Tuesday, April 23, 2013

Family-sized Sweet & Sour Meatloaf

Every sweet has its sour; every evil its good. – Ralph Waldo Emerson

This recipe is a little bit sweet, a little bit sour – just like me. Have you ever heard of a sweet and sour meatloaf? We took this to a birthday party a week and a half ago. It went a long way among many people.

Sweet & sour meatloaf... it borders on "junky" (North Americanized) Chinese food. Or at least is related to it in a very strange bastardized North American way. My family makes kind of a version of this for meatballs.

I had some pork roast on the refrigerator and some lean hamburger. So why not make a meatloaf. 

Ready for the oven.
Never fear if you don't have ground meat. It's very easy to "grind" your own in a food processor. It only takes a minute or two, and that way you know exactly what ratio of meat to fat goes into your loaf. It does need some fat to come out right.

If you grind your own meat you have complete control. I think it's a little cheaper, too. Check the per kilo (or pound) price the next time you go to the grocery store.

If you don't have at least some fat there's a real possibility of ending up with a dry lump. If you cook it too long you can have the same problem.

There's a secret kitchen weapon you may have heard of… the thermometer. We really should all have one, two, or even three different kinds and use them often. I say three, because an instant read thermometer does one sort of job very well, an oven-proof thermometer does another and a clip-style candy thermometer is great for liquid temperatures.

Thermometers take the guesswork out of cooking. You can read the internal temperature of roast, or whatever you're making, to ensure you know that sweet spot between "done" and "inedible." 

I find a candy thermometer indispensable for measuring the temperature of liquid for proofing yeast. I would be throwing out a lot of bread if it wasn't for that tool. 

After the first half hour.
And you have to agree, there's nothing nastier than undercooked –or overcooked – meat. That tell-tale pool of pink-tinged liquid on your plate when you cut into underdone chicken is enough to put you off your kibble.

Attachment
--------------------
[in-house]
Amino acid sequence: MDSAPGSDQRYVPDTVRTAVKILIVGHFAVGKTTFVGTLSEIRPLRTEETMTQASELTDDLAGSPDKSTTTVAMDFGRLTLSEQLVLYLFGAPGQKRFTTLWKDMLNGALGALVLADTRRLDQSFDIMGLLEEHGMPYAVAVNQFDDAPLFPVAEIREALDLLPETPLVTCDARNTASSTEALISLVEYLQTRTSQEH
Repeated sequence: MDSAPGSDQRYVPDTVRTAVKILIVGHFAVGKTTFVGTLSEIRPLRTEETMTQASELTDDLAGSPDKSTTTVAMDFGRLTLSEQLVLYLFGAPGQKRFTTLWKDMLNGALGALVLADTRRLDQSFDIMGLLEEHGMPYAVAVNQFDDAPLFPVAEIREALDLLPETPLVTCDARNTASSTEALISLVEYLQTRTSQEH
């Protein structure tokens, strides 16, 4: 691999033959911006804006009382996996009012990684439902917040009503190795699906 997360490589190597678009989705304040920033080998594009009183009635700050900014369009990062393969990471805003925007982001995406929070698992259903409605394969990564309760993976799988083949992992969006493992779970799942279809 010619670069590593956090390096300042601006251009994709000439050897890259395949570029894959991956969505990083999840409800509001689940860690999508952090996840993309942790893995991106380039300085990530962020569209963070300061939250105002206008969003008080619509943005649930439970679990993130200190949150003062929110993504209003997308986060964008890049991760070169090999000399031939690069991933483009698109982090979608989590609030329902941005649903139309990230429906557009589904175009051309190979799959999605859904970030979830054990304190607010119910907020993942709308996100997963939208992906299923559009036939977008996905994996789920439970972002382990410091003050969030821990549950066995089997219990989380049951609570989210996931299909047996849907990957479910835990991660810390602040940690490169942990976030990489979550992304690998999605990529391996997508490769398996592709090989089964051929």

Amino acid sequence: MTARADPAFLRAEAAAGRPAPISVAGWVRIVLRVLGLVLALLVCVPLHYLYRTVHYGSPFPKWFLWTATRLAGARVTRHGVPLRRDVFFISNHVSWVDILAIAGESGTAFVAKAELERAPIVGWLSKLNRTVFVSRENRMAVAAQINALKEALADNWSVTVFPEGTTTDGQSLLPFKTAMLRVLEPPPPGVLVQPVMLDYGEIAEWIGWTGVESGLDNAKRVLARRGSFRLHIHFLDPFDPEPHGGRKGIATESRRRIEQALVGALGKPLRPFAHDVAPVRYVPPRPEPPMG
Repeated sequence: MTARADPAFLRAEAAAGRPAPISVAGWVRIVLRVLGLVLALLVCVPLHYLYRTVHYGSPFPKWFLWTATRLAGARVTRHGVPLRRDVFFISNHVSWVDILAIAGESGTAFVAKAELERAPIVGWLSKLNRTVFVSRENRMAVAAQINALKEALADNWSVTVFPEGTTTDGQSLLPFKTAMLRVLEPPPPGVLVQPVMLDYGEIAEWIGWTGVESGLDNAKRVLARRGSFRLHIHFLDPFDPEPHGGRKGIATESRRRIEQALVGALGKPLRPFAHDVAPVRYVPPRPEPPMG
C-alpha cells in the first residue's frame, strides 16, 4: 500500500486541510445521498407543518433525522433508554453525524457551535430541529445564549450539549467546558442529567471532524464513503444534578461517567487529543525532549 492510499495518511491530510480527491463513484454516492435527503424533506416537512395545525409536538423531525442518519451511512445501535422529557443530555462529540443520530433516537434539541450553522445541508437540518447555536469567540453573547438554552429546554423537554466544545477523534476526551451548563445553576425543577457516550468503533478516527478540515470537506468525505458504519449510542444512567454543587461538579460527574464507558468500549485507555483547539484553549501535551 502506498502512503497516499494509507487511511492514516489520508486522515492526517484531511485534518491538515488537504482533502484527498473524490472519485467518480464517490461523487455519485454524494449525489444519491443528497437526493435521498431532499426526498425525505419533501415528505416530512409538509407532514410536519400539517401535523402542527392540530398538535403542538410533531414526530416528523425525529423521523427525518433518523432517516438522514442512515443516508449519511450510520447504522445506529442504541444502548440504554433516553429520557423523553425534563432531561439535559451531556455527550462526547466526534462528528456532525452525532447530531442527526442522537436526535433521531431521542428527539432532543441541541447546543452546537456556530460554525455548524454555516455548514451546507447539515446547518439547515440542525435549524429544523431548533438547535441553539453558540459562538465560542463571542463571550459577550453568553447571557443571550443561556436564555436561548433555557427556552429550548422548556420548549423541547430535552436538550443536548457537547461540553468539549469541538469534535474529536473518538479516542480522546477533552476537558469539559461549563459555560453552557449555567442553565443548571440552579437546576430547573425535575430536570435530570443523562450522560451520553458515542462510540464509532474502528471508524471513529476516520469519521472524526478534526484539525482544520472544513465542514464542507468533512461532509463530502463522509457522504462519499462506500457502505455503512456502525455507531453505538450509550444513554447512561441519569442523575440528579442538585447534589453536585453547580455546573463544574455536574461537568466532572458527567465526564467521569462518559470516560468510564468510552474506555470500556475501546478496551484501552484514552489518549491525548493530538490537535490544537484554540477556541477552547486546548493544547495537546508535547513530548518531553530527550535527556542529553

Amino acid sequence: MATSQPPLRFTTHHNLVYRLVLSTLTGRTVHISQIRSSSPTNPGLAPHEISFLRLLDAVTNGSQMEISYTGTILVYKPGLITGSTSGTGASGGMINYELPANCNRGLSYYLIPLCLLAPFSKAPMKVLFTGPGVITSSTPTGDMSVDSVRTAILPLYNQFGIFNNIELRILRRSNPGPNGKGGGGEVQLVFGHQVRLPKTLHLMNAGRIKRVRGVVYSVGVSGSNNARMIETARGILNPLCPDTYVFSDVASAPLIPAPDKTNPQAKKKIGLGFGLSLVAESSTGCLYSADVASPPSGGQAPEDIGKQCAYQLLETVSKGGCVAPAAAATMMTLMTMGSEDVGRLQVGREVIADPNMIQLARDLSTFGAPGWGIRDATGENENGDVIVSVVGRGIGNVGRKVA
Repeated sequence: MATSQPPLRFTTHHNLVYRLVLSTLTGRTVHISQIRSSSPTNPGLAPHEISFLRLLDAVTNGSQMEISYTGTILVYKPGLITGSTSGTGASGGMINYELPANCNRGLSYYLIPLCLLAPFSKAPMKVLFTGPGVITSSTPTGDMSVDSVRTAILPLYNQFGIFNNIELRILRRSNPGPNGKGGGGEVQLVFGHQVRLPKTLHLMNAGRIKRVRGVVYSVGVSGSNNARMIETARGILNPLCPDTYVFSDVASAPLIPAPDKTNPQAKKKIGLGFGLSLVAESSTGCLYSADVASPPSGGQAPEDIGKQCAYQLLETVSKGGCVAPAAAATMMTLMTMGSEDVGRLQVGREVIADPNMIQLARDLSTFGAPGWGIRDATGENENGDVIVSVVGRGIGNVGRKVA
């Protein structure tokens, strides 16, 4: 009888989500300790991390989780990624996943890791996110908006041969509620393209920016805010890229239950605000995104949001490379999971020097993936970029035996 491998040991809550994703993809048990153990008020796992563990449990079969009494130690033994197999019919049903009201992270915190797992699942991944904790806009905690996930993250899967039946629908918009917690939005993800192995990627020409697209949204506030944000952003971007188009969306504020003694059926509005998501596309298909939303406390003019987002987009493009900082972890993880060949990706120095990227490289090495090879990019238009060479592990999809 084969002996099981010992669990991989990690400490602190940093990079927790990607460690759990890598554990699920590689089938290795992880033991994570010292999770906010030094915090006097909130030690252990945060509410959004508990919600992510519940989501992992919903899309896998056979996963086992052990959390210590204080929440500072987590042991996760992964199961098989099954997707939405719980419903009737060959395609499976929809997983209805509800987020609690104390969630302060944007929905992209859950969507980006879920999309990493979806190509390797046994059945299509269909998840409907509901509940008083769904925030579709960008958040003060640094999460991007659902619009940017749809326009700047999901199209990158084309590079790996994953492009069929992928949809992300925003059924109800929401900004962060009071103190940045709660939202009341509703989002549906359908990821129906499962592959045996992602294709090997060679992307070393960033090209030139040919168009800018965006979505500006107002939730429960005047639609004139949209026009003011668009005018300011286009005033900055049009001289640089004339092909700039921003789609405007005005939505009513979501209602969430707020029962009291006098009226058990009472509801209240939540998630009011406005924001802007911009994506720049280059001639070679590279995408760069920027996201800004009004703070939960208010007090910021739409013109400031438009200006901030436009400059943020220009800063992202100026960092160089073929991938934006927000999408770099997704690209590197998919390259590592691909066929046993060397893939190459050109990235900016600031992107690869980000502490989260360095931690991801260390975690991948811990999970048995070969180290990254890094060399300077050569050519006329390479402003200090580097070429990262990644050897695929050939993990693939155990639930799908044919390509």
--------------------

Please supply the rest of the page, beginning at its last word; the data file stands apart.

Cooking thermometers can be used for so many foods besides checking for doneness. There are certain bacteria that are killed above specific temperatures. That's why certain cuts of meat have very exact temperatures to reach for safety. Salmonella and E. Coli are two bacteria that we all know by name.

Undercook, you risk food-borne illness. Overcook and you risk a not so tasty meal. If you don't currently use a thermometer, you should get into the habit. We all should.

But a thermometer does so much more than just measure interior meat and liquid temperatures. I was actually amazed when I found the following.

If you want to know all about meat thermometers, doneness temperatures and even how to use thermometers, here is a 100% Docaitta-endorsed Link. Unbelievably valuable stuff. Bookmark it.

But back to the meatloaf for one second. Use some fat. Don't be afraid. I know everything is now supposed to be lean and fat free, but if you don't use at least some fat you won't be happy.

You won't be happy at all.

Sweet & Sour Meatloaf
Prep: 15 min  |  Bake 1 hr 30 min  |  Yield: one family-sized loaf*
1 lb (454 g)  ground lean beef 
1-1/4 lb (650 g) ground pork, with fat
2 cups fresh bread crumbs 
3 large eggs 
1/2 cup onion, minced
3 garlic cloves, minced 
1 tsp salt 
1/2 tsp ground black pepper 
1 tsp Chinese five spice powder
2 cups crushed tomatoes 
3/4 cup brown sugar 
1/4 cup white sugar
1/2 cup white vinegar
salt to taste

Preheat oven to 350°F.

In a large bowl, combine the beef, pork, bread crumbs, eggs, salt, onion, garlic, salt, pepper and half of the Chinese five spice powder. Mix together well with your hands. The longer you mix the "smoother" the consistency of your meatloaf will be.

Combine the crushed tomatoes, both sugars, vinegar and remaining Chinese five spice powder. Bring to a simmer in a saucepan and let cook for 5 minutes. The sauce should be fairly smooth. Taste for salt. Adjust as desired.

Place half of the sauce in the bottom of a baking dish big enough to accommodate the meat, but without too much room. 

Shape the meat into an oval, taking care that it doesn’t taper on the ends like a football. (These ends may overcook if you do so.) Place the shaped loaf in the pan. Sprinkle with some more five spice if desired.

Bake for 30 minutes. Then remove the loaf from the oven and pour the remaining sauce over the top. Bake for an additional 1 hour – or until a meat thermometer inserted in the centre reads between 160°F and 165°F. (My meatloaf took 1 hour 40 minutes.)

Let the meatloaf rest for about 5 minutes before slicing. Or let cool and then reheat, tented with foil.

* Since the oven's already on, roast vegetables for accompaniment.


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